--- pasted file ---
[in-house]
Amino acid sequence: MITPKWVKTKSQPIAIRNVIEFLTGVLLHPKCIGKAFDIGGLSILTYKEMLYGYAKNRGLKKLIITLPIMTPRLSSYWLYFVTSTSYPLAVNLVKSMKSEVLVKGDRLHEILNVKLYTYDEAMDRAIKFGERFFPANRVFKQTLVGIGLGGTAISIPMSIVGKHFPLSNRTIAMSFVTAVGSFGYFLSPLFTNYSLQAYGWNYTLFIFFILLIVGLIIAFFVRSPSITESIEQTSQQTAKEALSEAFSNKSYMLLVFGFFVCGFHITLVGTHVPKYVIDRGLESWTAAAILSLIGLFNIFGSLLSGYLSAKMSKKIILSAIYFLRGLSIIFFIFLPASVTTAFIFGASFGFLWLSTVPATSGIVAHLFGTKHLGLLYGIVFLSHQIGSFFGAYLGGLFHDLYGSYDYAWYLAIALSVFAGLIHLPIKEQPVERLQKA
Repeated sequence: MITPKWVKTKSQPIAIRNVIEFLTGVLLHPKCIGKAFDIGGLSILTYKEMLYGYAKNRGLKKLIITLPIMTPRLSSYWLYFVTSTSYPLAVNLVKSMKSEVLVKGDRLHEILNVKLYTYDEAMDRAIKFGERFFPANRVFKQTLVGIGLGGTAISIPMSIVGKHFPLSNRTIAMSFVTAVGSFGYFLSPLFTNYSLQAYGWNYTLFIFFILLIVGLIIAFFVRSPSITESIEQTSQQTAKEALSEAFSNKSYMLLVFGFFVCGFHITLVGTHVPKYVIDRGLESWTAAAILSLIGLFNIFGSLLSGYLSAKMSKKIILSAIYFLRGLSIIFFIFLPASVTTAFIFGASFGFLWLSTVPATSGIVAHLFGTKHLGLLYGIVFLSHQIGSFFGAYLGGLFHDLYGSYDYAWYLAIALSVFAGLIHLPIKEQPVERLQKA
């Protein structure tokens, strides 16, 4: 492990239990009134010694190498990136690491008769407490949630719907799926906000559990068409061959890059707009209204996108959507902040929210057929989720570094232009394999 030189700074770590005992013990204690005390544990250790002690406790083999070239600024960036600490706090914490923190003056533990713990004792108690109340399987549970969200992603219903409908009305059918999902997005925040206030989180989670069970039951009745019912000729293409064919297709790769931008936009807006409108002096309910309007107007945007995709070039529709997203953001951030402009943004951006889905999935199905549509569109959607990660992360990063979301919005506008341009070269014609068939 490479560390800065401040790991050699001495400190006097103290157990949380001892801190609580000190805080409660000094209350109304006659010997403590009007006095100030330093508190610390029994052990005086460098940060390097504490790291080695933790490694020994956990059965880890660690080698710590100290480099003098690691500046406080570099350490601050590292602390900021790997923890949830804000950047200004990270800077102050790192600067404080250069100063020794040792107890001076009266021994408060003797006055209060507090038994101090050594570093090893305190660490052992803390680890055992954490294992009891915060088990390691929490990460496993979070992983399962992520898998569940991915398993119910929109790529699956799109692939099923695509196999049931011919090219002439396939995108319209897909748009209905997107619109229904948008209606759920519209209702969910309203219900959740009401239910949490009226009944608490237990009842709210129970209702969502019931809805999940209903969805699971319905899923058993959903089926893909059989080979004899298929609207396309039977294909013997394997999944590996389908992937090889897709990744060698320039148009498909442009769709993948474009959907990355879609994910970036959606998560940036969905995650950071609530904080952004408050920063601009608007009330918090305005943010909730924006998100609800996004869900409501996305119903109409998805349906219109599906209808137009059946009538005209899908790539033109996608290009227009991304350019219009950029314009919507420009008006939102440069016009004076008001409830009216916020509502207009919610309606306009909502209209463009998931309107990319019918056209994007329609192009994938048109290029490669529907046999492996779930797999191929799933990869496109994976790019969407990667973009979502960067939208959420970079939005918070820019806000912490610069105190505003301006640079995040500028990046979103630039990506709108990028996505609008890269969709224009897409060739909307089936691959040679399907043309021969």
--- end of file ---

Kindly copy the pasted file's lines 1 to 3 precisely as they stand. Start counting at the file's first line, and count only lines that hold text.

[in-house]
Amino acid sequence: MITPKWVKTKSQPIAIRNVIEFLTGVLLHPKCIGKAFDIGGLSILTYKEMLYGYAKNRGLKKLIITLPIMTPRLSSYWLYFVTSTSYPLAVNLVKSMKSEVLVKGDRLHEILNVKLYTYDEAMDRAIKFGERFFPANRVFKQTLVGIGLGGTAISIPMSIVGKHFPLSNRTIAMSFVTAVGSFGYFLSPLFTNYSLQAYGWNYTLFIFFILLIVGLIIAFFVRSPSITESIEQTSQQTAKEALSEAFSNKSYMLLVFGFFVCGFHITLVGTHVPKYVIDRGLESWTAAAILSLIGLFNIFGSLLSGYLSAKMSKKIILSAIYFLRGLSIIFFIFLPASVTTAFIFGASFGFLWLSTVPATSGIVAHLFGTKHLGLLYGIVFLSHQIGSFFGAYLGGLFHDLYGSYDYAWYLAIALSVFAGLIHLPIKEQPVERLQKA
Repeated sequence: MITPKWVKTKSQPIAIRNVIEFLTGVLLHPKCIGKAFDIGGLSILTYKEMLYGYAKNRGLKKLIITLPIMTPRLSSYWLYFVTSTSYPLAVNLVKSMKSEVLVKGDRLHEILNVKLYTYDEAMDRAIKFGERFFPANRVFKQTLVGIGLGGTAISIPMSIVGKHFPLSNRTIAMSFVTAVGSFGYFLSPLFTNYSLQAYGWNYTLFIFFILLIVGLIIAFFVRSPSITESIEQTSQQTAKEALSEAFSNKSYMLLVFGFFVCGFHITLVGTHVPKYVIDRGLESWTAAAILSLIGLFNIFGSLLSGYLSAKMSKKIILSAIYFLRGLSIIFFIFLPASVTTAFIFGASFGFLWLSTVPATSGIVAHLFGTKHLGLLYGIVFLSHQIGSFFGAYLGGLFHDLYGSYDYAWYLAIALSVFAGLIHLPIKEQPVERLQKA